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The Norfolk Churches Site: an occasional sideways glance at the churches of Norfolk

St Luke, Cobholm, Great Yarmouth

Cobham St Luke

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Cobholm St Luke Cobholm St Luke

    St Luke, Cobholm, Great Yarmouth
roll of honour   This may well be the least-known, and least visited, Anglican church in Norfolk. It is tucked away in the terraced streets of Cobholm Island, the northern part of the Great Yarmouth suburb of Southtown, near to where Breydon Water funnels itself through the town and out to sea. By any index, Cobholm is one of the most economically and socially deprived areas in England. Although inextricably linked with Southtown, it was historically in a separate parish. Southtown was a part of the parish of Gorleston, whilst Cobholm was part of Great Yarmouth St Nicholas. Despite this, Cobholm was in Suffolk until the 1920s.

The church of St Luke was opened as a parish of ease to St Nicholas in 1908, a fact which is attested to by the foundation stone at the west end, but which is rather hard to believe when you look at the building. This is of course because of the two major 20th Century events in the history of Great Yarmouth, the German bombing blitz of 1941 and the floods of 1953, both of which caused serious damage. In proportion, the Borough of Great Yarmouth lost more of its buildings in the blitz than any other town in England.

And then, it lost another 3,500 houses on the night of 31st January 1953, when the great North Sea came raging up the river mouth. Most of these were in the lowlying Southtown and Cobholm areas. Remarkably, only ten people were killed that night, a fraction of those who lost their lives further south in Felixstowe, Jaywick and Canvey Island. Perhaps the people of Cobholm and Southtown were simply more used to adversity.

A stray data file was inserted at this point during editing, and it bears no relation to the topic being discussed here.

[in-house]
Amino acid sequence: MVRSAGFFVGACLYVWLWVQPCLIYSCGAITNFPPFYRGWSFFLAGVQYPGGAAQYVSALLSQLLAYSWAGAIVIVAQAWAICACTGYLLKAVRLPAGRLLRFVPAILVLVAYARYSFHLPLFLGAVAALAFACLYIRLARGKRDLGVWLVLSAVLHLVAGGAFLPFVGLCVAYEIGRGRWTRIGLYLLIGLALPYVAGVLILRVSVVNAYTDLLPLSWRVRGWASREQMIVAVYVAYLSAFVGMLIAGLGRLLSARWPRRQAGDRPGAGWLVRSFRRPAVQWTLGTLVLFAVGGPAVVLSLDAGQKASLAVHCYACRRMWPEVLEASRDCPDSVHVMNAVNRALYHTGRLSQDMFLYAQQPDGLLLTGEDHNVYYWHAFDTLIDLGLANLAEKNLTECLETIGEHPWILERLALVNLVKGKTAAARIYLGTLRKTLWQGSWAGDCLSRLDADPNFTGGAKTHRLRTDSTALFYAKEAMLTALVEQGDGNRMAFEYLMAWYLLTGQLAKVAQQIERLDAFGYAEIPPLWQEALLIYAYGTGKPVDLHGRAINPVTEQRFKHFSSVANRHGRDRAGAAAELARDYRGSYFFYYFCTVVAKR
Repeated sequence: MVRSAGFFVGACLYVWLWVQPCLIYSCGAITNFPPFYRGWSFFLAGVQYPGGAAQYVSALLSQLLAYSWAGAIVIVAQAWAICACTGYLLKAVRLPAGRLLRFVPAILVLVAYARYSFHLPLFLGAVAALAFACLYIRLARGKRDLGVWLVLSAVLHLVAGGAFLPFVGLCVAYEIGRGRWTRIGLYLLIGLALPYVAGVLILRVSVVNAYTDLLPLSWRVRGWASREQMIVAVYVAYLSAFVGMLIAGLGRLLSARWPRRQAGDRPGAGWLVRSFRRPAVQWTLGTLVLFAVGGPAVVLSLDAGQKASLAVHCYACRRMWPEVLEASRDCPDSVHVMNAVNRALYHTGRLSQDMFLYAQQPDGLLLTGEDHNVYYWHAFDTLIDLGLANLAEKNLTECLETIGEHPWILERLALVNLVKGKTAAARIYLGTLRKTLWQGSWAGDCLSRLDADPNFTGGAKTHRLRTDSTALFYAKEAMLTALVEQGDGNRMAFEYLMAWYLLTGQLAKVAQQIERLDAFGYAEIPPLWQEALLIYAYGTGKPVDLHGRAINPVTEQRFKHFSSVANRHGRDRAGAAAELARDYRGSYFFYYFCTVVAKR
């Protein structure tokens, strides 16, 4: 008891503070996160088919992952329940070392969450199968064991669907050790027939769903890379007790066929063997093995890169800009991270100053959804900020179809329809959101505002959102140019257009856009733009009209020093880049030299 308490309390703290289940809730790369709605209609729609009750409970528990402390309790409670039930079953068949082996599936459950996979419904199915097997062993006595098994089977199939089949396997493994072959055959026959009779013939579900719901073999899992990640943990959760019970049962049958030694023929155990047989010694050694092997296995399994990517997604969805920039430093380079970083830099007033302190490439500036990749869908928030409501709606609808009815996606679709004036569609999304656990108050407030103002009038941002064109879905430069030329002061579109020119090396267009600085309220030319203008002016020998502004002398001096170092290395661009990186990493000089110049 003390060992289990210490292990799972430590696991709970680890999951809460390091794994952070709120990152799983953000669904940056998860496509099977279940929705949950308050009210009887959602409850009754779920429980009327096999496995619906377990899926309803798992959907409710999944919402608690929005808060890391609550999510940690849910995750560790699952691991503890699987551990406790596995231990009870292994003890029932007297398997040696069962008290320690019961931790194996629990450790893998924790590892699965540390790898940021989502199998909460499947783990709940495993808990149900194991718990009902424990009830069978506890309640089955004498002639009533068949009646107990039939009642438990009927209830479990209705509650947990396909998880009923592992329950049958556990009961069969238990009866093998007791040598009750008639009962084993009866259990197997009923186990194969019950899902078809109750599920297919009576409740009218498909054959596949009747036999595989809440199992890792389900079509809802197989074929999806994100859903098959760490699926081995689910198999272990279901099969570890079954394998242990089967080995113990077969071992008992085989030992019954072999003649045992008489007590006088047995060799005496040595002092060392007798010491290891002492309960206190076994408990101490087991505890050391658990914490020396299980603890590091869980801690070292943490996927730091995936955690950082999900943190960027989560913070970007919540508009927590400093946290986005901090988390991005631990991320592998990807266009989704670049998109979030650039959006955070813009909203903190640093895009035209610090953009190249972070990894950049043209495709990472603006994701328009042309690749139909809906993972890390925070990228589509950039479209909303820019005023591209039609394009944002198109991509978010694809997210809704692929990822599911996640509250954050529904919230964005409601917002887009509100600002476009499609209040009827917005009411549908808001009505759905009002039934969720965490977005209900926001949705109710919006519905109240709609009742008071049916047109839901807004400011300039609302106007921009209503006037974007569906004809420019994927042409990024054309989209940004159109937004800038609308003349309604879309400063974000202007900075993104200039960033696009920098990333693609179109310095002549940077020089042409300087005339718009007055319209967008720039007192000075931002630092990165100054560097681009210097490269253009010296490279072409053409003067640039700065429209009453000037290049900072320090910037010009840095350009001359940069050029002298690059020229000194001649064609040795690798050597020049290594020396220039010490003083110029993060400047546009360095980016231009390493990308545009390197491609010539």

The 1908 church which was lost was a fine half-timbered structure very much in the Edwardian style. It had a large square bell turret, and small transepts to the chancel, which presumably contained the organ and the vestry. To see what it looked like, there is a photograph hanging inside the church. Or, alternatively, cross over the river to St Paul in Newtown, which was built ten years earlier and was almost identical before the addition of the south aisle. The architects there were Bottle & Olley, so they probably were here as well. The rebuilt church of 1960 was completely in brick, with an identical bell turret but without the transepts. The overall plan is very similar, but the style is very functional, more like a hall than the pretty little church which stood here before.

Having said that, you step inside to a warm, beautifully kept interior, which retains something of the Anglo-catholic atmosphere which must once have been prevalent. All around, there is a sense of the pride this community keeps in its church, the finely crafted banners, the shining brass, the smell of polish.

Every good parish church is a touchstone to the long generations of its community, and although there has been a church here for barely a century, it is certainly true of St Luke. The simple war memorial, In Memory of Our Fallen, contains no less than forty names, and there is also a beautifully painted Roll of Honour, one of the best of its kind I have seen in East Anglia. A separate memorial remembers Walter John Castell, a Private in the 7th Batallion of the Norfolk Regiment, who was killed in the Battle of Ypres in May 1917. It recalls that he was for 5 years Superintendent of the Infant School. Another poignant memorial is a display case to Jimmy and Fred Wright, two very good footballers. Tragically killed by enemy action 18th April 1941.

  damage by war and flood

Simon Knott, December 2010

looking east Sunday School Mothers Union chancel
immy and Fred Wright, two very good footballers  In Memory of Our Fallen for 5 years Superintendent of the Infant School

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The Norfolk Churches Site: an occasional sideways glance at the churches of Norfolk